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Posted by Simon on 9th, December 2017 at 16:45:17

Just like it's said there are only so many kinds of stories, there are also only so many themes for a blog. 

But one I come back to time and again, because it's so worth it. 

I've been in London for a reason I'll explain in a minute, and I happened to walk past what I've now come to think of as a metaphor for the week. 


It's the job of a big wheel like the London Eye to keep on going whatever. 

And that's such an important lesson in life. 

This week came news from a writing friend - 

She had what I've always thought of as a great idea for a book. She's a terrific writer, very strong on characters, settings and stories...

But she suffered the traditional fate of any fine scribbler.

She got turned down by publishers, had hassles with her agent, lost her confidence, began to doubt herself.

In brief, all the usual agonies we humans go through. 

It was a long journey, lasting for many months, as she struggled on, refined her work, again and again, and kept trying - 

And this week came the offer of a publishing deal. 

As for me, about eighteen months ago, with a good friend, I wrote a radio comedy. 

We liked it lots (you know how I've always thought I'm funny, despite the evidence to the contrary.)

We polished and honed, then pitched it to various companies and got... nowhere.

For months. Absolutely bloody nowhere. 

So the evil thought inevitably starts to whisper - 

Maybe it's time to give up? 


Never, never, never. 

JK Rowling got rejected, so did The Beatles, Agatha Christie had years of it, and so many others.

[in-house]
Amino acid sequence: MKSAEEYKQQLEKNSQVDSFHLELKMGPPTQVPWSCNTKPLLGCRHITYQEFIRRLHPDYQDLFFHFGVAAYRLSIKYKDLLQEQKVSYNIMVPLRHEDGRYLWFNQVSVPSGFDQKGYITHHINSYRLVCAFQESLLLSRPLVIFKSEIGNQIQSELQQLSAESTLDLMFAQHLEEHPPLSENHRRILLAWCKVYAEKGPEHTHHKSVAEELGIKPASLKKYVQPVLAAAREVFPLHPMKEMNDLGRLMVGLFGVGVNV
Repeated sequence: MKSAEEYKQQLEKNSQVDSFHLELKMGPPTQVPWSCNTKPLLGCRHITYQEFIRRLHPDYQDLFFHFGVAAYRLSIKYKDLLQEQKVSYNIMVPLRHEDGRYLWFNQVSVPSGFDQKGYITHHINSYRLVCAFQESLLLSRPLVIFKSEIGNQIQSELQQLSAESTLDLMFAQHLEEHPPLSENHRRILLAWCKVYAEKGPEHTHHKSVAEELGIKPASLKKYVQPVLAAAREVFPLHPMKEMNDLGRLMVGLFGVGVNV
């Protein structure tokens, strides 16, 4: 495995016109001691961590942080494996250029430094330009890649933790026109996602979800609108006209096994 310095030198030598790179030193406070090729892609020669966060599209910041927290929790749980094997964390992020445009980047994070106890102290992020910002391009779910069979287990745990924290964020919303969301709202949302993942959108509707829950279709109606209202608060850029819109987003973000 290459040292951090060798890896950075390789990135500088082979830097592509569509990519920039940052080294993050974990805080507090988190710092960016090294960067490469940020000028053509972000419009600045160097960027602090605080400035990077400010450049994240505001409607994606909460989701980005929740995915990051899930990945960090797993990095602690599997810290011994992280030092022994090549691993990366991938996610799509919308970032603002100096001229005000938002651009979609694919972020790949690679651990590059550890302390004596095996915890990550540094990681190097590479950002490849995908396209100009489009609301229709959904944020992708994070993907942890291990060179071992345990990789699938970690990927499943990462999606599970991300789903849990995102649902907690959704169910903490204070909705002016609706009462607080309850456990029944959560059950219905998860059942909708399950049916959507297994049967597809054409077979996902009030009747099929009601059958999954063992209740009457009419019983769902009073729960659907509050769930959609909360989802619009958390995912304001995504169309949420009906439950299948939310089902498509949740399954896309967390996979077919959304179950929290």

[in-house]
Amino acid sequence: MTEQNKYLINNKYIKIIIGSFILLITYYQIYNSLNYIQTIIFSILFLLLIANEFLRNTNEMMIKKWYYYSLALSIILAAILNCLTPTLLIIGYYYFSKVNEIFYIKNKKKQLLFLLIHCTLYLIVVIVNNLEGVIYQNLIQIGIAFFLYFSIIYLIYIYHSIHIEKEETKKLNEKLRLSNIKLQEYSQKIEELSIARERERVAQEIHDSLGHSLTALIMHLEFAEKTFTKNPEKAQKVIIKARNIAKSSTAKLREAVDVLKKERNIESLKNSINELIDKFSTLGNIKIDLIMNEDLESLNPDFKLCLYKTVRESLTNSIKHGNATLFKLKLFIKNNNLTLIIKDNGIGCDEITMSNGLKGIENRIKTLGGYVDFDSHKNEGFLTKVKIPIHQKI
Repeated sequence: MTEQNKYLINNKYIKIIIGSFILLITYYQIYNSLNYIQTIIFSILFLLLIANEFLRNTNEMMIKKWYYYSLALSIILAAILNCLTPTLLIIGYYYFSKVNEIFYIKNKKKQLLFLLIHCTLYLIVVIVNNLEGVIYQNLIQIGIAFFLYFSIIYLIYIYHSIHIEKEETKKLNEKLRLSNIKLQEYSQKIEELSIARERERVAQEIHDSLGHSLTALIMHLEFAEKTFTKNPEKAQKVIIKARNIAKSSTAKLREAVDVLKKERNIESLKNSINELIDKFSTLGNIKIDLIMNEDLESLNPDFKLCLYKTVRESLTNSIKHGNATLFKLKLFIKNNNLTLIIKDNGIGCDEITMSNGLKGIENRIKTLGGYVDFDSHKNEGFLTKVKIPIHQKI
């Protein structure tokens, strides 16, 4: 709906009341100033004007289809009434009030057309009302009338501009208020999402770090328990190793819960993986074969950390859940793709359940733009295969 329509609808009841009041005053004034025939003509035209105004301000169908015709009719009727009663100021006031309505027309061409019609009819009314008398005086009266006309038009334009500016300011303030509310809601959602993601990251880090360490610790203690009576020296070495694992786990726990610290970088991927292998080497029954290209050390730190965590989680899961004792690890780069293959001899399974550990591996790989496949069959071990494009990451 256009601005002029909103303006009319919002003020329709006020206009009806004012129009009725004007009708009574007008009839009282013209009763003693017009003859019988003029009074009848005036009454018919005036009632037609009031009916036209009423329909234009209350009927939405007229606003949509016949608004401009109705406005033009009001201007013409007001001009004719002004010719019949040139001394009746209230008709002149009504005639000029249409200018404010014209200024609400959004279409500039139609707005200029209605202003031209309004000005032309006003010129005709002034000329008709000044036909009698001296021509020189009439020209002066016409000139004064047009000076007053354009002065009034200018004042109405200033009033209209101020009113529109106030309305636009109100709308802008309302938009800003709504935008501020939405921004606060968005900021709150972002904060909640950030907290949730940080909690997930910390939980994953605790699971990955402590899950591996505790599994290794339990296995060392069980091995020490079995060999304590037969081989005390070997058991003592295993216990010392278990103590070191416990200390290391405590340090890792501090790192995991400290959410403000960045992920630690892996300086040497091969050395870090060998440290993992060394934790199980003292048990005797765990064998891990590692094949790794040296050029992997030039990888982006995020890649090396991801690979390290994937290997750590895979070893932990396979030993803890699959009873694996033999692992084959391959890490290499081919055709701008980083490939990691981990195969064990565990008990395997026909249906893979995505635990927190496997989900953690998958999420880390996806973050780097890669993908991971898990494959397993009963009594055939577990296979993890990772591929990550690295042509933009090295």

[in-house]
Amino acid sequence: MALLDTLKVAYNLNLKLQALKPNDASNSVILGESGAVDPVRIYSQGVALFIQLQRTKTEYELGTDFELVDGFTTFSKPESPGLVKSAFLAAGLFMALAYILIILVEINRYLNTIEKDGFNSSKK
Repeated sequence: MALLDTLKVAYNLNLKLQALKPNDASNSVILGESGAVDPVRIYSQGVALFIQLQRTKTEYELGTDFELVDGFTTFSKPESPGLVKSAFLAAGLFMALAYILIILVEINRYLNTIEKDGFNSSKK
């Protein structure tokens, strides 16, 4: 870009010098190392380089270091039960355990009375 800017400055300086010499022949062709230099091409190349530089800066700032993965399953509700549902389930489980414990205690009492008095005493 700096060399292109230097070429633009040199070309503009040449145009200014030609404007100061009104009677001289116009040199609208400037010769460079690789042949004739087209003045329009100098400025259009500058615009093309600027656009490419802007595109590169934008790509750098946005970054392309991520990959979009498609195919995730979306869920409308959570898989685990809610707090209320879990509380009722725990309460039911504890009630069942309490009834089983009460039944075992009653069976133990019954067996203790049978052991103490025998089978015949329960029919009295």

And did they give up? 

So we kept going, kept pitching, kept the dream alive, and this week a radio producer said how much they liked it and asked to meet up to discuss the series. 

Ok, there's a long way to go before it's a hit - that's both my comedy, and my friend's book. 


At least we're in the game, and doing ok at it.

Because we never gave up. 

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The Little Things

Posted by Simon on 2nd, December 2017 at 16:31:58

It's an old saying that little things mean a lot, and I can certainly echo that. 

I am the proud owner of a new tie - 


The SMCC stands for South Molton Community College, where I was privileged to be the guest at their Presentation Evening this week. 

I made a little speech and gave out the awards for achievement, merit and effort, and the exam certificates. 

I don't charge a fee for events like this, because I think it's the right thing to do -

To give something back to the community in recognition of all the good fortune I've been lucky enough to know, and to see if I can encourage young people on to bright futures.